We pray for elders and teachers, parents and mentors to embrace those whose behavior
breeds chaos versus change. May they dare to confront with caution and wisdom. 
May they remind disturbers, while their rage may be warranted, their response has a dead end.
We pray for protesters who march and cry out in peaceful demonstrations, that their witness gains more coverage and traction than public disturbance.

We pray for the media that covers the stories and unfolding events; may truth trump profit margins and marketing strategies.

Spirit who breathes new life, we pray for resurrection possibilities from Ferguson to New York,
Atlanta to Cleveland, L.A. to Baltimore. We pray for charm city to reclaim its charm. 
We pray for a better and brighter tomorrow despite a dark and despairing yesterday and today. Lord, have mercy. Lord, hear our prayer. 


Note: Say what you want about sports, they often elicit prophetic voices in the midst of society's greatest and most challenging moments.  The response of executives from within the Baltimore Orioles has once again affirmed this truth:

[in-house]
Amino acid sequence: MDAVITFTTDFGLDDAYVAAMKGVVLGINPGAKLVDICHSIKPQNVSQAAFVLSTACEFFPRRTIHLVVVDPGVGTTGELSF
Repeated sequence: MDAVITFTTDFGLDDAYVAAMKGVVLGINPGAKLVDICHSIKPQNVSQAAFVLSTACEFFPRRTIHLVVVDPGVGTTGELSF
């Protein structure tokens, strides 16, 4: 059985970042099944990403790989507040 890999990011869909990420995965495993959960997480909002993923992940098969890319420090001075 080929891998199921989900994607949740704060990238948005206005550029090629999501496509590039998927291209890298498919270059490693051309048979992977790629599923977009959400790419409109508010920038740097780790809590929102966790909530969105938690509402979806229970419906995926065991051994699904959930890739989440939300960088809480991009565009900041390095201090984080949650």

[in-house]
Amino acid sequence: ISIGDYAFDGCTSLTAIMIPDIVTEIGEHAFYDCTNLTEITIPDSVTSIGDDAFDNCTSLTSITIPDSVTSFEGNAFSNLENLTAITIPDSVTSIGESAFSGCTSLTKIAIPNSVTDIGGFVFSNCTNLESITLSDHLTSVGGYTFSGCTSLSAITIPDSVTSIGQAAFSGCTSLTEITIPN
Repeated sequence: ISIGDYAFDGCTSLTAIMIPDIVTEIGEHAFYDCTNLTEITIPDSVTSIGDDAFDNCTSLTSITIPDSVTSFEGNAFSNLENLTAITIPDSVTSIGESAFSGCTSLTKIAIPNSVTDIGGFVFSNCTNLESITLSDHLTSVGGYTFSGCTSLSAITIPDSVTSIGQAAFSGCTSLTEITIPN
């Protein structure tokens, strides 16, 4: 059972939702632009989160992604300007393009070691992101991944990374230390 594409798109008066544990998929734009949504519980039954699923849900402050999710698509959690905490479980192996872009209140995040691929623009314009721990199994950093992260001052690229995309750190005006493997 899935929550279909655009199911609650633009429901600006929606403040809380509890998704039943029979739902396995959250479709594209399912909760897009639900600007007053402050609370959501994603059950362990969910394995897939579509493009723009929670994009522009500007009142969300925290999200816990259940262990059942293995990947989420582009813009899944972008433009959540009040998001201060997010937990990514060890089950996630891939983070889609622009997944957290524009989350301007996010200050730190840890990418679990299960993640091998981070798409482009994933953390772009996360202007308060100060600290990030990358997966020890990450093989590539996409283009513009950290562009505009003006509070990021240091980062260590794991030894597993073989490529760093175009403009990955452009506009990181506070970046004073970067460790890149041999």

Wednesday, April 22, 2015

Why Didn’t Jesus Have Any Girl Friends? What My Daughter and Mary Magdalene Taught Me About Empowerment, Representation, and a Search for Belonging

A few months back, my daughter and I were reading a story about Jesus and the 12 disciples.  As my bright and inquisitive little girl listened, her eyes were fixed upon the related illustration of Twelve men gathered around their Teacher.

That’s when she asked, “Daddy, who are these guys?"

I responded, “They are Jesus’ friends. The Bible calls them disciples."

“Where are the girls?” she quickly replied back. “Why doesn’t Jesus have any friends who are girls?"

After a brief pause in awe and wonder, I began to explain how Jesus actually did have of friends who were girls. We even read, both previously and in the days that followed, stories that celebrated women in the Bible.

I will never forget this late-night and formative chat. Hidden within my daughter’s bold yet innocent question was a desire for validation, recognition, and empowerment.  She wanted to be able to identify with the characters in the story and be assured that Jesus’ crew was not some sort of exclusive boys club. She wanted to know girls had a place in Jesus' circle of friends, too.  

If we are honest, her questions are also our questions: Do I belong? Do we have a place within Jesus’ circle of friends?

One of the great calls of the Christian church is to empower and equip diverse leadership.  We are to proclaim to our congregations and the world, “You belong. You are welcome. You can have a seat at the table.” We are to affirm the unencumbered YES of God in Jesus Christ.